Essay about Case study of BMW's expansion into China

Words: 2026
Pages: 9

Why has BMW planned to build its second factory in Shenyang, China?


This case study will investigate the car manufacturer BMW and its recent plans to increase production in the Chinese market. BMW is a Transnational Corporation which can be defined as ‘a firm that has the power to coordinate and control operations in more than one country’ (Dicken, 2011, p.110).
The automotive industry for years has been very static, but the automotive power is now shifting. Over the past decade there have been drastic changing patterns of consumption, for example China has experienced rapid changes in their GDP, growing by 10% per annum (World Bank, online). Car production is now shifting to new regions of the world with Japan and
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Having this joint venture also enables BMW to assert greater control over their future expansion in China.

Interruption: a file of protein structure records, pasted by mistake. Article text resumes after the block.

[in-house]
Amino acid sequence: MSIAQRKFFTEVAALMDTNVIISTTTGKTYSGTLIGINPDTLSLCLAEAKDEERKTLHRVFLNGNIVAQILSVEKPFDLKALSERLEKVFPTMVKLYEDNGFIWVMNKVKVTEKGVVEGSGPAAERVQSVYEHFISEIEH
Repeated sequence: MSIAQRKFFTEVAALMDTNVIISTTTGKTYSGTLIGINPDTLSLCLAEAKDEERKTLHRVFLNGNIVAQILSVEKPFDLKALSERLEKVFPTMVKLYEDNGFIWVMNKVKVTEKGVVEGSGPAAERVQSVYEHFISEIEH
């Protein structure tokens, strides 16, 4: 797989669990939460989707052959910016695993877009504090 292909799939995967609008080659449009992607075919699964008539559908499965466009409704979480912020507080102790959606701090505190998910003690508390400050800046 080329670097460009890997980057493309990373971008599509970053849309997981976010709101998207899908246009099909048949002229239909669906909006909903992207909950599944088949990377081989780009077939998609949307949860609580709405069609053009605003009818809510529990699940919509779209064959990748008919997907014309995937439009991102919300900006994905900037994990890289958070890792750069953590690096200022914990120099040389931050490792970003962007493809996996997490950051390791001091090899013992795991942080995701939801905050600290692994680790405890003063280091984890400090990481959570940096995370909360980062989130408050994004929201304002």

Transportation links of Shenyang enable BMW to export their goods from Leipzig, Germany to Shenyang via a high-speed container train in 23 days (DB Schenker, 2012). So far over 4,700 containers have travelled from Leipzig to Shenyang for BMW (DB Shenker, 2012). Shenyang is also the railway hub for the northeast of China and therefore BMW are able to easily export the vehicles across China for sale.

Implications of BMW’s expansion

There are positive and negative implications of TNC’s such as BMW increasingly expanding production overseas.

Negative Implications

Uneven Development

With an increase in FDI from companies such as BMW in areas such as Shenyang, there is a growing fear that China will see increasing levels of uneven development (Fan, 1995). According to Marx, everyone in all regions within a state should have equal shares of resources and development (Wei, 2000). However this has evidently not happened in China. In 2009 Shenyang had the highest GDP per capita in its region with $12,590 (CSI World Factbook, 2013). However regions such as Guizhou are struggling with unemployment with a GDP per capita of $2541 (CSI World Factbook, 2013). This gap is only going to expand as rapidly developing cities attract the highest skilled workers and